WHEN IT COMES to picking crabs, Colleen Sadler knows whereof she picks. The Eastern Shore resident has trounced her main rival -- her sister Kathy Frampton -- to win the crab-picking contest at the Tilghman Island Day festival almost every year for the past dozen or so.
"When you're born and raised in a watermen's community, either you learn how to pick crabs or you don't eat," says Sadler, who spent a year working at a seafood packing plant and still lives near her native island.
On Saturday, the 800 or so residents of tiny Tilghman -- a narrow finger of land in Talbot County, Md., that juts into the Chesapeake Bay west and south of St. Michaels -- will once again invite the rest of the world, as they have for more than 30 years, to sample their seafood and learn the ways of Chesapeake watermen at the Tilghman Island Day celebration.
Residents and visitors can watch as the likes of Sadler, or the reigning oyster-shucking champion, Handy Tilghman (no relation to the island), compete for the $50 prize and bragging rights that come with being the fastest picker or shucker. At Dogwood Harbor and elsewhere on the island, local watermen will show off their nautical prowess as they challenge one another in workboat races, boat docking contests, jigger (anchor) throwing and other maritime pursuits that landlubbers can only marvel at.
The harbor is home to about 75 workboats, whose captains ply the Chesapeake year-round for crabs, oysters and fish, depending on the season. Dogwood also has the bay's largest fleet of skipjacks, a vanishing breed of historic vessels that were the last to work under sail. Hundreds of skipjacks sailed the Chesapeake in the late 1890s, dredging for oysters, but today fewer than a dozen remain. The oldest working authentic skipjack, the Rebecca T. Ruark -- built in 1886 and the oldest U.S. Coast Guard-certified vessel in the nation -- is based in Dogwood Harbor and will be available for charter sails. Captain Wade Murphy is a third-generation skipjack charter waterman and fifth-generation Eastern Shore native who delights in telling sea stories and teaching his passengers about bay ecology and history.
Throughout the day, the tools of the waterman's trade will be demonstrated or on exhibit. Learn about the art of boat building at Maynard Lowery's boat yard on Knapps Narrows, the narrow sliver of water that separates Tilghman Island from the mainland, and the bay from the Choptank River. Volunteers will staff clamming and crabbing exhibits, and visitors can watch experts mend crab nets and make crab pots. Anything to do with oysters -- once the mainstay of the Chesapeake seafood industry but now a dwindling portion of the watermen's catch -- will be demonstrated: oyster dredging, oyster shucking and oyster tonging. You can even try tonging for your own oysters with a pair of long, scissor-like tongs, or "rakes" as the waterman call them. And, of course, there will be oyster eating.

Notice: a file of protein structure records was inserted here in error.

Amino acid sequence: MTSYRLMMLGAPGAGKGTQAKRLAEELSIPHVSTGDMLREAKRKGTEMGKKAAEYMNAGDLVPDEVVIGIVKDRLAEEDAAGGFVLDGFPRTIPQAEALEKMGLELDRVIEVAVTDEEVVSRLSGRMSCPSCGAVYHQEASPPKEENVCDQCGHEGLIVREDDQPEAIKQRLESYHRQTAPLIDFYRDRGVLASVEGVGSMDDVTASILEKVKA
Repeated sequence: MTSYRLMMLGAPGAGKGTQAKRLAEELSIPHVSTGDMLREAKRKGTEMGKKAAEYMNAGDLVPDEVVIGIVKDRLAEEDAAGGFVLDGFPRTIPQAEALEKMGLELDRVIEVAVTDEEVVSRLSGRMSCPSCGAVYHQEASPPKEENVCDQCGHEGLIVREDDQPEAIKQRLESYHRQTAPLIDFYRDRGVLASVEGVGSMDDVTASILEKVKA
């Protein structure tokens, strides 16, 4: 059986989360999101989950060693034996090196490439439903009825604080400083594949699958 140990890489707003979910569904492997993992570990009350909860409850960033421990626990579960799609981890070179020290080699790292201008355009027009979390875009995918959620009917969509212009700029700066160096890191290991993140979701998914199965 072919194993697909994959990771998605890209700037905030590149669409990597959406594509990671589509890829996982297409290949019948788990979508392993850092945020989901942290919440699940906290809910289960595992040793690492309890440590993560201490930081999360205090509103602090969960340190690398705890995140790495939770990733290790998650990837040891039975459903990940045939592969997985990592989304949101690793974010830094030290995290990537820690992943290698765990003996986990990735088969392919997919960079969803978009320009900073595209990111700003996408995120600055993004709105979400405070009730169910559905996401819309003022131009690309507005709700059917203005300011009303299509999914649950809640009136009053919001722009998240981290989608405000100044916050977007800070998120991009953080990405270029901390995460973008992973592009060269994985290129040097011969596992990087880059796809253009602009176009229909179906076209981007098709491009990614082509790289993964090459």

Without a doubt, the highlight of Tilghman Island Day for most festival-goers is the seafood -- fresh, delicious and plentiful. Michael Roe of the Tilghman Island Volunteer Fire Department, the sponsor of the festival and the nonprofit recipient of the proceeds, says that "all the seafood served is local and caught that morning."
At the new firehouse -- completed this summer using money raised at previous Tilghman Island Days -- diners will feast on fresh steamed crabs. Crab lovers can also gorge on soft crabs, crab cakes and crab soup, while oyster fans will have a heyday choosing from the oyster delicacies: raw and steamed oysters, oyster stew and oyster fritters. Fried clams are also served, along with non-seafood fare such as hot dogs and sausages, hamburgers, pit beef, barbeque chicken and french fries. Live entertainment is provided all afternoon by Bird Dog and the Road Kings, the "official band of Tilghman Island," Roe says.
Bud Harrison, president of the fire company and proprietor of Harrison's Chesapeake House restaurant and hotel as well as a large charter fishing fleet and oyster company, says festival organizers want visitors to enjoy and learn from their visit to a working waterman's village.
"Nearly everyone's livelihood is directly or indirectly tied to the water," says Harrison of Tilghman residents. Harrison should know: His family has lived and worked on Tilghman since his great-grandfather, a steamboat captain, and great-grandmother opened a small boarding house on the island in 1868.
TILGHMAN ISLAND DAY -- Saturday from 10 to 6. 410-822-4653 or 410-770-8000. www.tilghmanmd.com. Tilghman Island, Maryland's Eastern Shore. Take U.S. Route 50 over the Chesapeake Bay Bridge to Easton. Exit west onto Route 322 to Route 33 to St. Michaels, then continue about 12 miles to Tilghman. Parking will be on the mainland side before you get to Tilghman; shuttle buses will take visitors across Knapps Narrows Bridge to the festival. $5 donation per person, children younger than 12 free. Proceeds benefit the Tilghman Volunteer Fire Department. Food priced separately. Rowboat race at 11, jigger throwing at 11:30, boat docking contest at 12, workboat races at 2. Crab-picking contest at 3:15 and oyster-shucking contest at 3:30. Live auction at 4. Demonstrations and exhibits all day.